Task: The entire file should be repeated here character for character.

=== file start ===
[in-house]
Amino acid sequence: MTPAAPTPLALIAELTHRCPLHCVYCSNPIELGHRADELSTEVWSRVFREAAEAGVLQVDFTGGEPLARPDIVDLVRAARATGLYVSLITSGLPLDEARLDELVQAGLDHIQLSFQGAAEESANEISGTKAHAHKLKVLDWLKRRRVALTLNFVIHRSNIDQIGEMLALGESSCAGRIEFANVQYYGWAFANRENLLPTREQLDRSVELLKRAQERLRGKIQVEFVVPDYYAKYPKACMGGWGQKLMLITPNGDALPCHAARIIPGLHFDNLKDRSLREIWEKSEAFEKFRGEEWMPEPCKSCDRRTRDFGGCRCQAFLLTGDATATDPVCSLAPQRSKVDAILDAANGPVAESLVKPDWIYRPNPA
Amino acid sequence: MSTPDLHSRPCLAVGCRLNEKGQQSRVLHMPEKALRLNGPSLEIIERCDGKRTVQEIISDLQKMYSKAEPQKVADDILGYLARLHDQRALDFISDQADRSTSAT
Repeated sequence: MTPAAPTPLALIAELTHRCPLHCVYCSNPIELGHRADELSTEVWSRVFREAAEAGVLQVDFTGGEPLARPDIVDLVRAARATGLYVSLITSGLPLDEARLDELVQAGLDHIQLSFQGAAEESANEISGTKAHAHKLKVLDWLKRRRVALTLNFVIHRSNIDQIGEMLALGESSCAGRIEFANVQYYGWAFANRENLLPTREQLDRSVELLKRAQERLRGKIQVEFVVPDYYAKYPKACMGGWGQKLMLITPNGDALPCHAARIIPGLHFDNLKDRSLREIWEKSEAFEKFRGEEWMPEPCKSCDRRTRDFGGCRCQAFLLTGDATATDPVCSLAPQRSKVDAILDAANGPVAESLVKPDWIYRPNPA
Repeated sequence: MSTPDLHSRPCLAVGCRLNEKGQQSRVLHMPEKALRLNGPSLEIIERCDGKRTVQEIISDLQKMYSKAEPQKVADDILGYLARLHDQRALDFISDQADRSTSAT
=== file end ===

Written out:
[in-house]
Amino acid sequence: MTPAAPTPLALIAELTHRCPLHCVYCSNPIELGHRADELSTEVWSRVFREAAEAGVLQVDFTGGEPLARPDIVDLVRAARATGLYVSLITSGLPLDEARLDELVQAGLDHIQLSFQGAAEESANEISGTKAHAHKLKVLDWLKRRRVALTLNFVIHRSNIDQIGEMLALGESSCAGRIEFANVQYYGWAFANRENLLPTREQLDRSVELLKRAQERLRGKIQVEFVVPDYYAKYPKACMGGWGQKLMLITPNGDALPCHAARIIPGLHFDNLKDRSLREIWEKSEAFEKFRGEEWMPEPCKSCDRRTRDFGGCRCQAFLLTGDATATDPVCSLAPQRSKVDAILDAANGPVAESLVKPDWIYRPNPA
Amino acid sequence: MSTPDLHSRPCLAVGCRLNEKGQQSRVLHMPEKALRLNGPSLEIIERCDGKRTVQEIISDLQKMYSKAEPQKVADDILGYLARLHDQRALDFISDQADRSTSAT
Repeated sequence: MTPAAPTPLALIAELTHRCPLHCVYCSNPIELGHRADELSTEVWSRVFREAAEAGVLQVDFTGGEPLARPDIVDLVRAARATGLYVSLITSGLPLDEARLDELVQAGLDHIQLSFQGAAEESANEISGTKAHAHKLKVLDWLKRRRVALTLNFVIHRSNIDQIGEMLALGESSCAGRIEFANVQYYGWAFANRENLLPTREQLDRSVELLKRAQERLRGKIQVEFVVPDYYAKYPKACMGGWGQKLMLITPNGDALPCHAARIIPGLHFDNLKDRSLREIWEKSEAFEKFRGEEWMPEPCKSCDRRTRDFGGCRCQAFLLTGDATATDPVCSLAPQRSKVDAILDAANGPVAESLVKPDWIYRPNPA
Repeated sequence: MSTPDLHSRPCLAVGCRLNEKGQQSRVLHMPEKALRLNGPSLEIIERCDGKRTVQEIISDLQKMYSKAEPQKVADDILGYLARLHDQRALDFISDQADRSTSAT